Anti-fascist action has been an inherent part of the British society. Macklin and Busher (2015), who looked at the interactions between far right movements and counter-movements in the period after World War II, referred, for instance, to the activities of the 43 Group in the 1940s, the Socialist Workers Party (SWP) in the 1970s, Anti-Fascist Action (AFA) in the 1980s, and Unite Against Fascism (UAF) more recently.
As a broad movement, however, that encompasses moderate and radical wings, and a plethora of organisations, anti-fascism cannot be reduced to a unified social actor that follows the same set of tactics in the struggle against the prevalence of far right ideologies. Instead, and in line with social movement theory, anti-fascism can be better understood if approached as ‘complex and highly heterogeneous network structures.’
While it is important to bear these differences in mind, though, there are some historic events that reveal the common roots of British anti-fascists. In essence, these can be considered pivotal moments, which have the intrinsic power to inspire and shape the trajectories of future generations.
It is safe to assume that the Battle of Cable Street is such a moment, since it instilled in collective memory the belief that ‘all is possible.’ On October 4 1936, hundreds of thousands of demonstrators took to the streets of London to prevent the sympathisers of Oswald Mosley’s British Union of Fascists (BUF), known as the Blackshirts, from descending on the East End and spreading their message of hate, which at the time was mainly directed against the Jewish population. The decision of the Home Secretary to allow the march to proceed mobilised ‘members from the Jewish and Irish communities, local workers and local Labor and Communist parties,’ leading to violent clashes between the latter and the police. Although the disorder saw a large number of anti-fascists injured and arrested, it yielded the desired results. The Blackshirts were defeated and forced to abandon their initial plans.
The message that emerged on that day, the idea that fascism cannot and will not prevail, was so powerful that it has managed to survive over eighty years, and we have seen on many occasions more recently where anti-racist activists have drawn inspiration from this legacy.
However, as is often the case with moments of this magnitude, myths may become part of the dominant narrative and distort the real sequence of events – blindsiding future anti-fascist counter-tactics. Daniel Tilles explains that in the aftermath of the Battle of Cable Street, the BUF did not remain inactive; not only did the party see its membership rise in the East End, they also started an intimidation campaign that resulted in violent attacks against Jewish targets. More importantly, another fascist demonstration one year later in Bermondsey showed that single actions may not be enough to minimise the influence and presence of far right practices.
The above description does not intend to diminish the importance of Cable Street. However, a deeper reflection may be needed, so that lessons can be adapted to the current struggles. First, movement actors should be adequately prepared to respond to the unintended consequences of their actions. A vast literature discusses this topic. For example, Andrews (2002) studies the effect of the civil rights movement on the creation of all-white academies in Mississippi in the late 1960s and early 1970s. Second, and related to the previous point, victories in one arena do not mean necessarily that political groups will disintegrate. Meyer and Staggenborg (1996) theorise that ‘the availability of additional institutional venues for action encourages movements suffering defeats to shift targets and arenas to sustain themselves.’ Copsey (2011) finds, in particular, that the actions of militant anti-fascists in the UK instead of destroying the British National Party ‘encouraged its modernisation.’ Third, even if at times the far right appears defeated and does not pose an imminent threat, the mainstreaming of its ideas and logic is equally problematic; it negatively impacts ethnic relations and undermines the very foundations of liberal societies.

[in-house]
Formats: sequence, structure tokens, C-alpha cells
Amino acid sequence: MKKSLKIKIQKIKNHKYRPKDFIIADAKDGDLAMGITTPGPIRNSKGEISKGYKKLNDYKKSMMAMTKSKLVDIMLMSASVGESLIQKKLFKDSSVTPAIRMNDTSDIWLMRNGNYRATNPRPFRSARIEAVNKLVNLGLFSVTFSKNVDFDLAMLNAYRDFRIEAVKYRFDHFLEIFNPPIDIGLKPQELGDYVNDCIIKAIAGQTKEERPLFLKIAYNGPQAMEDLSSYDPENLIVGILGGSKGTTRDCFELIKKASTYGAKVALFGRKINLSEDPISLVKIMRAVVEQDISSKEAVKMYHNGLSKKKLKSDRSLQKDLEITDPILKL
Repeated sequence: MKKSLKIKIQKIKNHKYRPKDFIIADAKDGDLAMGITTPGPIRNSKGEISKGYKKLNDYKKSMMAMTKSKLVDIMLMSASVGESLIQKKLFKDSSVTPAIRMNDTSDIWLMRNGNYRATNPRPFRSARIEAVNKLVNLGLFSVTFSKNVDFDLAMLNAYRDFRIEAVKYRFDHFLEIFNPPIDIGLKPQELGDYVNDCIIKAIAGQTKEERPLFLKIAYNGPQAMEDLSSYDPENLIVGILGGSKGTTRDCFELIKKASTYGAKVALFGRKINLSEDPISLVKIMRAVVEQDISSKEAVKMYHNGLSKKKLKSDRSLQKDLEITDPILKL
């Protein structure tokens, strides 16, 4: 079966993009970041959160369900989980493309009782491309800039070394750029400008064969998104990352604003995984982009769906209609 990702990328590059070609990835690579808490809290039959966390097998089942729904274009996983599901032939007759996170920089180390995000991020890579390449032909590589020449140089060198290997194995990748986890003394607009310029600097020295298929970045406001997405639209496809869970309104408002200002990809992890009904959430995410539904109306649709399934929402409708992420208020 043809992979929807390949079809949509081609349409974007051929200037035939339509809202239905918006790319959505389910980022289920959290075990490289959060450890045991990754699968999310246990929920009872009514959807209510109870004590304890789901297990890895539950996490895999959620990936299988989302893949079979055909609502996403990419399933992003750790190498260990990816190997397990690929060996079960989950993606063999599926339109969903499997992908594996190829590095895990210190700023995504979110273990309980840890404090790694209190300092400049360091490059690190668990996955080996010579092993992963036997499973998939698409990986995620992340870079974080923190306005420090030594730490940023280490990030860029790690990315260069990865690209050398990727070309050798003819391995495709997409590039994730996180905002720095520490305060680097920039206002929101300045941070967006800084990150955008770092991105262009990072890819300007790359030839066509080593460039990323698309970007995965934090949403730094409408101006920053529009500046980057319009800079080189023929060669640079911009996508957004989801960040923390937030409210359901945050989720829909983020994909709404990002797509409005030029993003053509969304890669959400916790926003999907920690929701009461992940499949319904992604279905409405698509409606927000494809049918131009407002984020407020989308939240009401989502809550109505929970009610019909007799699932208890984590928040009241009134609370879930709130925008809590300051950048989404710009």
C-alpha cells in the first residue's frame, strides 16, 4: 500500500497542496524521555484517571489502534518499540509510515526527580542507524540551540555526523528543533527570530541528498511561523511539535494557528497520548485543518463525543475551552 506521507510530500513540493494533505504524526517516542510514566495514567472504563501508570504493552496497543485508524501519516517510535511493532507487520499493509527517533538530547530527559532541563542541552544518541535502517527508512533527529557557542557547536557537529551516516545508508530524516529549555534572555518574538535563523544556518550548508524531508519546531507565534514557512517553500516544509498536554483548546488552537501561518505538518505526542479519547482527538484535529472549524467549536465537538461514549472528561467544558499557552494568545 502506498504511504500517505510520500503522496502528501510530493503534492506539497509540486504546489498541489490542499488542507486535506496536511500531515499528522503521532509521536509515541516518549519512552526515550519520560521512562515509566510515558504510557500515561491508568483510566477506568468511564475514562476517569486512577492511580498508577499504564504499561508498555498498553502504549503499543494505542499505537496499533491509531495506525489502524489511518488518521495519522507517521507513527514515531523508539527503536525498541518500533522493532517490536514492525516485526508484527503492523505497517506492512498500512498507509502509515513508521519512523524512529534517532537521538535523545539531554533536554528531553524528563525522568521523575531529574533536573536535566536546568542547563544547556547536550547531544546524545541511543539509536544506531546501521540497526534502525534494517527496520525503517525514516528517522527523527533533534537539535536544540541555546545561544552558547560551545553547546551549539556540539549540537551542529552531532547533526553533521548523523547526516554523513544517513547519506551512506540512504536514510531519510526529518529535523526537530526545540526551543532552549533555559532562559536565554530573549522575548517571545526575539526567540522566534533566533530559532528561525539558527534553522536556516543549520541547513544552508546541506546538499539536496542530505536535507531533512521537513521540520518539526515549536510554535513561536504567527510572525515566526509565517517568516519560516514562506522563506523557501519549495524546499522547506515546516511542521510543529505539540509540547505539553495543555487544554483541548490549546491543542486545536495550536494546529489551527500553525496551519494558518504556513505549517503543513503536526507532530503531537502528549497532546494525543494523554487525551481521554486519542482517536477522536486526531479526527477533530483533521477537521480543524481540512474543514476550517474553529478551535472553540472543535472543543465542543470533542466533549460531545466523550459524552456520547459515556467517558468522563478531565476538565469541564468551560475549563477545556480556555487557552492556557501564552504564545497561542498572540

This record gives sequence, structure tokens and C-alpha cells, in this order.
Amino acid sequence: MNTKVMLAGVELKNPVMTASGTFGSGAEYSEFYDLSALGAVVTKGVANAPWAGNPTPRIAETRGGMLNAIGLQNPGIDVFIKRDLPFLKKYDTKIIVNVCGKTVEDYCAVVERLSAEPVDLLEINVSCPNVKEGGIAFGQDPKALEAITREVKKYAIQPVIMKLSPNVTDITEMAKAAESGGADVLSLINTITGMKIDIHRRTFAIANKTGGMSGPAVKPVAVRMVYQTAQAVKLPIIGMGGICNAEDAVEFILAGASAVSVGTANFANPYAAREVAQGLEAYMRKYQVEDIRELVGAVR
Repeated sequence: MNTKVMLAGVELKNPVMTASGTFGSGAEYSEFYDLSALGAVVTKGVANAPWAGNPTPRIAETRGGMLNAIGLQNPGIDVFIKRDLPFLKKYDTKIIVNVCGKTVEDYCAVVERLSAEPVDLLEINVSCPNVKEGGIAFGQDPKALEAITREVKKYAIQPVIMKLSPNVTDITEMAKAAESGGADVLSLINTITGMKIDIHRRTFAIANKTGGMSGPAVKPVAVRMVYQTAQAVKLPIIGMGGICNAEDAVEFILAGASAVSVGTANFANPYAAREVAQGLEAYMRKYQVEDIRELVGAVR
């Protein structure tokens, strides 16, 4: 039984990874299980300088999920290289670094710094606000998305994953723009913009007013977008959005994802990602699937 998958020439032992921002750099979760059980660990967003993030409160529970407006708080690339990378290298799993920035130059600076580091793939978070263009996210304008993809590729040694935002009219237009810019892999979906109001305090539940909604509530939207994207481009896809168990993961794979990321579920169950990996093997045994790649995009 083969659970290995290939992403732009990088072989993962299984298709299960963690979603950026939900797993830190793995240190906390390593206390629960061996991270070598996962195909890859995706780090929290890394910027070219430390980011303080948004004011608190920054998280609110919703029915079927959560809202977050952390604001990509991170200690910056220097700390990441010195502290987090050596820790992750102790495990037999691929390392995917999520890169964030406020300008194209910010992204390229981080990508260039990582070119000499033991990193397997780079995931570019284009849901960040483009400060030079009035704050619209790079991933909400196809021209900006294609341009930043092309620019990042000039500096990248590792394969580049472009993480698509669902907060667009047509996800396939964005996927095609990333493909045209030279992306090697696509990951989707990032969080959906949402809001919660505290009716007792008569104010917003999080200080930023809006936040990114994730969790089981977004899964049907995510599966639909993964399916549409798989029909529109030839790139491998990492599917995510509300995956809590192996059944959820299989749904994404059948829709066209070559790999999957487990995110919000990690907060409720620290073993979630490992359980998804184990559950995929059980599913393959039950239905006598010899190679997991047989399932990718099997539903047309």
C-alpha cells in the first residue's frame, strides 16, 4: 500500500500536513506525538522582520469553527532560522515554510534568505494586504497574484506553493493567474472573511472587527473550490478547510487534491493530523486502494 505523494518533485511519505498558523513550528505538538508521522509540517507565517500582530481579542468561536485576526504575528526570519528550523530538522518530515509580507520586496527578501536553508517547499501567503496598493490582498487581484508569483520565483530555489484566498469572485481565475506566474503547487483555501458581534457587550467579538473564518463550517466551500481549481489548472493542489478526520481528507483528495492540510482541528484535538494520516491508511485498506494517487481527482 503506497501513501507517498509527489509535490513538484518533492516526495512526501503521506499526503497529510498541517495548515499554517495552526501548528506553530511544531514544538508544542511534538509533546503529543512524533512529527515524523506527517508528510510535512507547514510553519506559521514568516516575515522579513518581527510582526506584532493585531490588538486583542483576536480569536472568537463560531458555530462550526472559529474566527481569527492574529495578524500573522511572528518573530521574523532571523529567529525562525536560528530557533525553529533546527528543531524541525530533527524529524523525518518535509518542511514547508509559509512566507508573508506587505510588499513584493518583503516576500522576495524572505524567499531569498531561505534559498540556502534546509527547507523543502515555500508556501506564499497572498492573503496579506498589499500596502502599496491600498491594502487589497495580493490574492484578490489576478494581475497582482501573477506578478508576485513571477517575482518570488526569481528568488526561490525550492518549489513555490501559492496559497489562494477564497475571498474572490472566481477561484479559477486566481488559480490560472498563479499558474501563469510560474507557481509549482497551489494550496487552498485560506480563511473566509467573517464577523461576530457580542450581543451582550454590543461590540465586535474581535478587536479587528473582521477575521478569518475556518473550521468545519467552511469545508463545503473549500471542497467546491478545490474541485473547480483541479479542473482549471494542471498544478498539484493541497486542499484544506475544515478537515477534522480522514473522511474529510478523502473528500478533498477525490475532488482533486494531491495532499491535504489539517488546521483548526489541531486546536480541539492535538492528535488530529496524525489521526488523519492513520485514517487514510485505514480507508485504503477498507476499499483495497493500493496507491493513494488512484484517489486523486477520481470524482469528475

Undoubtedly, the Battle of Cable Street has constituted an important source of inspiration for modern anti-fascists. It shows that people have the ability to transcend their own fate and that determination and unity are constitutive elements of successful mobilisation. It also exposes some of the challenges anti-fascists face when confronting either radical or extreme manifestations of the far right. Therefore, the main lessons that can be drawn today are that complacency must be avoided, while an array of different measures, from Prevent and education programs to the systematic monitoring of online platforms, is needed to minimise – or even eradicate ideally – the influence of the far right. As far right movements continue to mobilise online, the internet will become the next hub of anti-fascist action.
Mr Andreas Dafnos is a Doctoral Fellow at CARR and a doctoral candidate at the University of Sheffield. His profile can be found here:
© Andreas Dafnos. Views expressed on this website are individual contributors’ and do not necessarily reflect that of the Centre for Analysis of the Radical Right (CARR). We are pleased to share previously unpublished materials with the community under creative commons license 4.0 (Attribution-NoDerivatives).